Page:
Australia’s first “equity crowdfund” raises $2 million

Posted: 29 March 2018 3:12 pm
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startup capital

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Australia's first crowdfunded venture capital system has raised millions for startup Xinja.

"Equitise is finalising Australia's first equity crowdfunding offer, with aspiring neobank Xinja raising more than $2 million as it prepares to launch products designed to transform the banking experience for Australians," announces a Xinja media release.

The equity crowdfund raised small amounts from many backers, rather than large amounts from a small handful of backers as is more typical.

The fundraising round was conducted by Equitise, an online crowdfunding platform that connects startups and high-growth businesses with a wide range of backers. It's a decentralised and democratic system similar to that being pioneered by blockchain technology and cryptocurrencies around the world.



A quarter of the backers committed the $250 minimum, while about 70% went in for less than $1,000, highlighting the relatively small amounts distributed among many backers involved in the project.

However, the average amount spent by backers was $1,858.57, which was higher than anticipated. Despite the relatively low $250 entry point, it seems that Xinja also got some considerable backers involved.

"We are thrilled to have raised a significant amount of money from retail investors through Australia's first equity crowdfunding," said Xinja chief executive Eric Wilson. "From the word go, we have always said we wanted to offer our customers a chance to own a piece of the action, and this is what we were able to do. The launch of equity crowdfunding in Australia created an opportunity for Founding Xinjas to benefit from any success we have in the future, which is all part of our building a bank with our customers. We were delighted and humbled by the response."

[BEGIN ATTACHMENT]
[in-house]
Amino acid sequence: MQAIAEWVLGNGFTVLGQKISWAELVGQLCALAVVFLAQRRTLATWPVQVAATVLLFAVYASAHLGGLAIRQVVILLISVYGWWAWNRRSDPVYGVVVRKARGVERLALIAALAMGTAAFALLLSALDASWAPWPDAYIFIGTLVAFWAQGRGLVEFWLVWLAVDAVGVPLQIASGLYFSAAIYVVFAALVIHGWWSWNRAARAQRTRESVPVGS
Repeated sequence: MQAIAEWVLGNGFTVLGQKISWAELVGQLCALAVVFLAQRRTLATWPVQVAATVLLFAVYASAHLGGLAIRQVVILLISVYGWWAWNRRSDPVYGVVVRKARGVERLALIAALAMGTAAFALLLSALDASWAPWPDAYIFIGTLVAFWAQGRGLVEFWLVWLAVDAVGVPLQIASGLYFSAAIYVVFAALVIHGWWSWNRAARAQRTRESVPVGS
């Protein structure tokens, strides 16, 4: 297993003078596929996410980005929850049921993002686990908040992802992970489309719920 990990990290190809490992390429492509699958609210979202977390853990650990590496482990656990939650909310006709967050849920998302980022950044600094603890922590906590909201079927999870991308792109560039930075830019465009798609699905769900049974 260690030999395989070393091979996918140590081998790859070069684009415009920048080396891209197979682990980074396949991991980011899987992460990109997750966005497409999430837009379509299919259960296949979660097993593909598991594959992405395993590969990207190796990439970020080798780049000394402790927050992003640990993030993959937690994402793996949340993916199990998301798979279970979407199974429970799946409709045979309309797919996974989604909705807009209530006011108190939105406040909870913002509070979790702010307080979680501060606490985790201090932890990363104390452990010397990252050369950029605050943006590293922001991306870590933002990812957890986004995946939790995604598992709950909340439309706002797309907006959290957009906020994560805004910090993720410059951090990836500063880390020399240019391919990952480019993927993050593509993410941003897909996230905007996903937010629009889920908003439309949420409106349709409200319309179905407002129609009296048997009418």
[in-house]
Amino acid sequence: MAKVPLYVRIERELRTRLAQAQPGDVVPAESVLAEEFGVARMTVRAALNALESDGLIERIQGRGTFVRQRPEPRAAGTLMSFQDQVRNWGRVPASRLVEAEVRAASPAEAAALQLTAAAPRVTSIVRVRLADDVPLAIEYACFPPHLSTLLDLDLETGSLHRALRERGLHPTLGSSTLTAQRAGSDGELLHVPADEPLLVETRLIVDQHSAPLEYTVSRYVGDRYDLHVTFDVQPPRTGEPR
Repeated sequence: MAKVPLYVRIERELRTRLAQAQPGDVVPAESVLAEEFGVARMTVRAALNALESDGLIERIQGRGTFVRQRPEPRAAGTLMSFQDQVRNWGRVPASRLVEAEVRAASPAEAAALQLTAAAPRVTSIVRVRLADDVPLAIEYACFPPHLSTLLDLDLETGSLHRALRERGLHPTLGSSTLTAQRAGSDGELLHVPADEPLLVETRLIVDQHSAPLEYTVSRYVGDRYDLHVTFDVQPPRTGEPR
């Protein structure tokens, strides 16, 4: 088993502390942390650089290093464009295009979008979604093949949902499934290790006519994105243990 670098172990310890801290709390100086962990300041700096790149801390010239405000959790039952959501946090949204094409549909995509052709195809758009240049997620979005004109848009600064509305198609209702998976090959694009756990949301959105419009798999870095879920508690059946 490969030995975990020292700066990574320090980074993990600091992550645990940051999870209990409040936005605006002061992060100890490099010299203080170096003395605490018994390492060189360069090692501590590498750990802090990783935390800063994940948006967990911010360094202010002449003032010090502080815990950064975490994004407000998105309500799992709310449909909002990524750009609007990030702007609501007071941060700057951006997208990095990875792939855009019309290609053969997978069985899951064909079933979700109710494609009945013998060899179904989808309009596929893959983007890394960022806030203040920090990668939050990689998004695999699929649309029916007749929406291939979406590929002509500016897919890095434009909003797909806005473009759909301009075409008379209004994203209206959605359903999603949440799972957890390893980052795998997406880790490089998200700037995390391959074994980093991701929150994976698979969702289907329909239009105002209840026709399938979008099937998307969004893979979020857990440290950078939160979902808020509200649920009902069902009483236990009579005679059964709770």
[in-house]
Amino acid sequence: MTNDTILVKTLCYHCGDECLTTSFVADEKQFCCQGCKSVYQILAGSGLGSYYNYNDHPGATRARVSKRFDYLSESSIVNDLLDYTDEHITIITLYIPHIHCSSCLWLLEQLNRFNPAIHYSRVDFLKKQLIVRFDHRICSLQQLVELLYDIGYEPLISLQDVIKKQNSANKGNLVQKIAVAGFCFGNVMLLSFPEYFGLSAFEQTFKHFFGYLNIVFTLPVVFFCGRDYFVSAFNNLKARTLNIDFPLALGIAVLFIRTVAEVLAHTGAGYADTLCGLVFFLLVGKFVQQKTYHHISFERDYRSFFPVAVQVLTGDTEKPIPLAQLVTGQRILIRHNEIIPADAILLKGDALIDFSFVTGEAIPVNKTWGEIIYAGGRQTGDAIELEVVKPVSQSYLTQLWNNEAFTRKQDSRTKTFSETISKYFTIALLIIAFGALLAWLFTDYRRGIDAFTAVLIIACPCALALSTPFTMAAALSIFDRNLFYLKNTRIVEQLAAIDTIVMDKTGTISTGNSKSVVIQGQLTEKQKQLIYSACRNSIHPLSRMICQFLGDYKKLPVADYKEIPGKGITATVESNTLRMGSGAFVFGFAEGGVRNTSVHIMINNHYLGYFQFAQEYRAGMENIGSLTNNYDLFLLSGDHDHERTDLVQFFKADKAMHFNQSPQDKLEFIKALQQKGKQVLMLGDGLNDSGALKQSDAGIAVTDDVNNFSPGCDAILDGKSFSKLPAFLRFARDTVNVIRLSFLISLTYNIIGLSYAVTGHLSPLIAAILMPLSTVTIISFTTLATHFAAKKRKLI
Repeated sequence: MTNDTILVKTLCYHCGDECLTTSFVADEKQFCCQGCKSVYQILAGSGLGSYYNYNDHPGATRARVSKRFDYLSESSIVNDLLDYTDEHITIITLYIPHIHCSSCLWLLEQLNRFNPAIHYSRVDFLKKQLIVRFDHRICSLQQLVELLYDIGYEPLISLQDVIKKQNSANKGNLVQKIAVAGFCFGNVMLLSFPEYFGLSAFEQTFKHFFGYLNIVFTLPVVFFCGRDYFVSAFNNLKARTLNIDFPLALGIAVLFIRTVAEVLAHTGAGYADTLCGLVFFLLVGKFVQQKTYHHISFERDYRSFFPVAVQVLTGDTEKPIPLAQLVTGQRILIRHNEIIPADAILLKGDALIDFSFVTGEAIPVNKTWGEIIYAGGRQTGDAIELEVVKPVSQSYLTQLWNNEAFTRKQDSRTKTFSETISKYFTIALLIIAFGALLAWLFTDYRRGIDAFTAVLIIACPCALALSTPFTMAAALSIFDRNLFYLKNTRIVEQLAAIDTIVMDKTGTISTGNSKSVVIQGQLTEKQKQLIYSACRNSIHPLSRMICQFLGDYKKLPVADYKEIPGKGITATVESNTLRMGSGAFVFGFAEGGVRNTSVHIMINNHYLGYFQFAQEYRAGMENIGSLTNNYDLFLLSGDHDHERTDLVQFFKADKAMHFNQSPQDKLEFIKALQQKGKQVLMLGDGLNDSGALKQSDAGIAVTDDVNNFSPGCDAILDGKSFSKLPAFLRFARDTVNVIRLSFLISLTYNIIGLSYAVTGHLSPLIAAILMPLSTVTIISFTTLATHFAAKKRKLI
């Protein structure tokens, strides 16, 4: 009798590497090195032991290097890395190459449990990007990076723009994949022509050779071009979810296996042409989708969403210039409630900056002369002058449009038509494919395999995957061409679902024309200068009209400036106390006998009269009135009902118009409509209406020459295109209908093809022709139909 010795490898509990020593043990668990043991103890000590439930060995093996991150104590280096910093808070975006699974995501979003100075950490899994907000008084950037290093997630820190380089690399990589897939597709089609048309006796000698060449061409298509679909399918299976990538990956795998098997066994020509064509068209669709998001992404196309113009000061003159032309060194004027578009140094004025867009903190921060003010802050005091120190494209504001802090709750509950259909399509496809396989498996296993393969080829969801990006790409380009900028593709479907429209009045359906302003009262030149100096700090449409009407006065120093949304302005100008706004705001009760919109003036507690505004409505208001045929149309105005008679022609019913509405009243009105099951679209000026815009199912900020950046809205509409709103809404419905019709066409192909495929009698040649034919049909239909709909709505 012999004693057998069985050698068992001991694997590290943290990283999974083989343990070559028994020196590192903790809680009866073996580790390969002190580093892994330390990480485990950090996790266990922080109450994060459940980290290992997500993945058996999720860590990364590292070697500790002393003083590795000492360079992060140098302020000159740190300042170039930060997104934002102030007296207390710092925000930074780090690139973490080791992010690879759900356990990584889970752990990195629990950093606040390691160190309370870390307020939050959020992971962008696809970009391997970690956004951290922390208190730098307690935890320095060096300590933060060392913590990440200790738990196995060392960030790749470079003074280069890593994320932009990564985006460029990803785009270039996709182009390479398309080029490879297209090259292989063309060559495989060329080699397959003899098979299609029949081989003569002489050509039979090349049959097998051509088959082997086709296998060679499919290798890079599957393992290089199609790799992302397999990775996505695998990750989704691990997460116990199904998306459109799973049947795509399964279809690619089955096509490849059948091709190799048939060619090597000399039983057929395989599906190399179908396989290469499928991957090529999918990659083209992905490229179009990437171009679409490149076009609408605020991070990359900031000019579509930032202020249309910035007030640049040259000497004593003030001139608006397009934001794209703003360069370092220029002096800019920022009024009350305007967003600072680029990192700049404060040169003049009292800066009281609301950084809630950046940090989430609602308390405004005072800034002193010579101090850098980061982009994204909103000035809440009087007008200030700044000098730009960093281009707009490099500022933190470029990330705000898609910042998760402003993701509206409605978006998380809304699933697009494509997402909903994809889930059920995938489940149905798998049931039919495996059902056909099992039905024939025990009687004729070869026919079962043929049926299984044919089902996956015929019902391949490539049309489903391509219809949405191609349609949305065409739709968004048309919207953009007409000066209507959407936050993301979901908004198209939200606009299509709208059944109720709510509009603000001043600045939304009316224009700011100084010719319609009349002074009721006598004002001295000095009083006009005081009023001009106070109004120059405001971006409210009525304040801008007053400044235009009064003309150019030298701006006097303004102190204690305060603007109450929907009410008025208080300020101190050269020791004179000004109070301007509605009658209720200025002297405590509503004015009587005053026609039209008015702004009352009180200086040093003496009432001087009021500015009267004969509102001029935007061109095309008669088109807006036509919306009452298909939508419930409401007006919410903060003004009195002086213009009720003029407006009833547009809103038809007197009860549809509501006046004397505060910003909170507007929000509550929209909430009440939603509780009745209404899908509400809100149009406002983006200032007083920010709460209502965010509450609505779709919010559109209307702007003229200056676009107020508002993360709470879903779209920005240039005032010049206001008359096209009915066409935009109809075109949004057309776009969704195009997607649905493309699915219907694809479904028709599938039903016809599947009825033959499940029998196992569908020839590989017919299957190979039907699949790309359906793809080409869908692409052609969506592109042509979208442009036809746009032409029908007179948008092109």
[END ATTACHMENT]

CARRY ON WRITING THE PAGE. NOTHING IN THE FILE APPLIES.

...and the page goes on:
According to Wilson, Xinja has already launched its prepaid card and app, and aims to deliver home loans within the next couple of months. It's hoping to receive a banking licence in a similar time frame which would also allow it to launch transaction accounts.

"We are aiming to change the banking landscape," Wilson said. "It is happening in other parts of the world, and it's time Australians had access to this kind of technology and approach; helping customers make the most out of their money, with less angst. It's great seeing investors come on board; this is a sign of the appetite for change."

Xinja aims to be Australia's first 100% mobile bank, designed to make it quick and easy for people to save, spend and get more out of their money. By starting fresh with a purely digital mobile system, and doing away with cumbersome legacy systems and expensive physical infrastructure, Xinja aims to pass a lot of savings onto its customers.


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